I want you to pay extra attention driving to work this morning. If you can, avoid any foreign cars driven by middle aged men. If a new survey is to be believed, you are most likely to encounter a motorist with road rage during your Monday morning commute, and that driver is probably a man between the ages of 35-50 driving a blue BMW.
Over 2,800 British motorists were surveyed by VoucherCodesPro, a money-saving website, to determine the cause and effect of road rage. Behind BMWs, those surveyed said that drivers of Land Rovers, Audis and Subarus were most like to suffer from road rage.
The research also found that the male drivers admitted to having road rage an average of seven times a month, while female drivers averaged three episodes of road rage a month.
Even though the survey respondents were from across the pond, it appears we have similar issues in this country.
Metro-Atlanta drivers are certainly no strangers to road rage. I often say that one benefit of driving to and from work at off-peak hours is that I often avoid traffic and as a result I usually miss drivers filled with road rage.
That being said, I don’t often witness road rage. I’m a traffic expert, not a road rage expert. However, I did find some of the results very interesting.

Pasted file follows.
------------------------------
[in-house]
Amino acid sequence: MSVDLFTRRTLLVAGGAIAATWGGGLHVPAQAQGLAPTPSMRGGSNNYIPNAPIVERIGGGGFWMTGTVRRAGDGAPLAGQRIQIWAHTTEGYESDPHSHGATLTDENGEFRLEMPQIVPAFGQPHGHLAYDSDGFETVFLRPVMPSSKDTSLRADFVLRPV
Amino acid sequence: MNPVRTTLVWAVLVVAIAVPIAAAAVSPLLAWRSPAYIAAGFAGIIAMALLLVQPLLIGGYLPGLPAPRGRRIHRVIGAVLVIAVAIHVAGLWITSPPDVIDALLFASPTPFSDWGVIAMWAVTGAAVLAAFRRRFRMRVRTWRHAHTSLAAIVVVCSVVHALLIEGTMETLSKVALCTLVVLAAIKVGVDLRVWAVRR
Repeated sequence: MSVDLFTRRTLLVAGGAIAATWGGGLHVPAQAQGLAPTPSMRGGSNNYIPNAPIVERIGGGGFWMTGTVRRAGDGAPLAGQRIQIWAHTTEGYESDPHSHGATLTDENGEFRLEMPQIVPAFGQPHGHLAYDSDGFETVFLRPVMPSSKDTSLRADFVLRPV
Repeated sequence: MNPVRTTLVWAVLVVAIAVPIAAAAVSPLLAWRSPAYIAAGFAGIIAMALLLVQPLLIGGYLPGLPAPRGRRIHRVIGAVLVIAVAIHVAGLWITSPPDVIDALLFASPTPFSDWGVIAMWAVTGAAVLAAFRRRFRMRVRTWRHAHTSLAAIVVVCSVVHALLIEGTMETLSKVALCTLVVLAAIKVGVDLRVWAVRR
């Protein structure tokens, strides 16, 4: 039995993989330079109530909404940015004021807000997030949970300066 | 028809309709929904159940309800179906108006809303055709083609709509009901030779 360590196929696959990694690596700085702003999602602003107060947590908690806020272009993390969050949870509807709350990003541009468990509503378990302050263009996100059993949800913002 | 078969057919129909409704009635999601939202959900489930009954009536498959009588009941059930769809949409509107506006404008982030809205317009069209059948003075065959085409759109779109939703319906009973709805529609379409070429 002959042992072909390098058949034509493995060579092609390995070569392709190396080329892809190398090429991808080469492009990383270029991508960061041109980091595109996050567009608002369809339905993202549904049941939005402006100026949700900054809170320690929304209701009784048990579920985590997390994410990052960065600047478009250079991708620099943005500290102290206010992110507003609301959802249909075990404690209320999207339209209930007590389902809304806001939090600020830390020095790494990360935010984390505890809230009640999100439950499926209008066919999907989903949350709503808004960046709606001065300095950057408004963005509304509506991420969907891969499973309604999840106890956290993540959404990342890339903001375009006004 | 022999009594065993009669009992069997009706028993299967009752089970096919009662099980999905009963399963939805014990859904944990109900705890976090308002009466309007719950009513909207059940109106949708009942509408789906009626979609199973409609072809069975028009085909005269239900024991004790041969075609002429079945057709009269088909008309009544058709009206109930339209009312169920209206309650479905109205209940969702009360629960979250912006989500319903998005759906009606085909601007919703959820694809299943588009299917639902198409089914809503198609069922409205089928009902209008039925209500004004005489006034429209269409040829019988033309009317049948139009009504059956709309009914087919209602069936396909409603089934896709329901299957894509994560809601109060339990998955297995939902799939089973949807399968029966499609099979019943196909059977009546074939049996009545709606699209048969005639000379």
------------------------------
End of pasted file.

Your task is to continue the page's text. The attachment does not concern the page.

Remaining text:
Drivers singled out the Monday morning drive to work and the Friday afternoon drive home as the most stressful rush hours and these were the times where they were most likely to encounter drivers with road rage. Drivers the least likely to get angry behind the wheel? Women between the ages of 17-25. The day of the week with the least amount of road rage? Sundays.
What about road rage in Atlanta? In a 2009 survey conducted by AutoVantage, a leading national auto club, Atlanta ranked fourth worst in the nation in road rage incidents, behind only New York, Dallas and Detroit. We might be the city “too busy to hate” but that doesn’t necessarily translate when we are behind the wheel. It makes sense to me. The worse traffic gets, the more likely road rage starts to set in and its tough to find traffic worse than in Atlanta. We might be courtly southern ladies and gentleman in social settings, but when we hit the road, oftentimes civility goes right out the window.
If you are looking for a more relaxed commute with the less road rage, the cities with the most courteous drivers, according to the survey, are Portland, Ore.; Cleveland; Baltimore; Sacramento and Pittsburgh.
The best advice I can offer to stem the tide of road rage is this: getting mad isn’t going to help. When you are behind the wheel, behave as you would if your grandmother was riding in the car with you. You wouldn’t fire away with a string of four letter words or offensive hand gestures if you grandma was in the back seat.
If that fails, you can try the mantra made famous by the infamous Frank Costanza, a reccuring character on “Seinfeld” played by Jerry Stiller: “Serenity now. Serenity now.”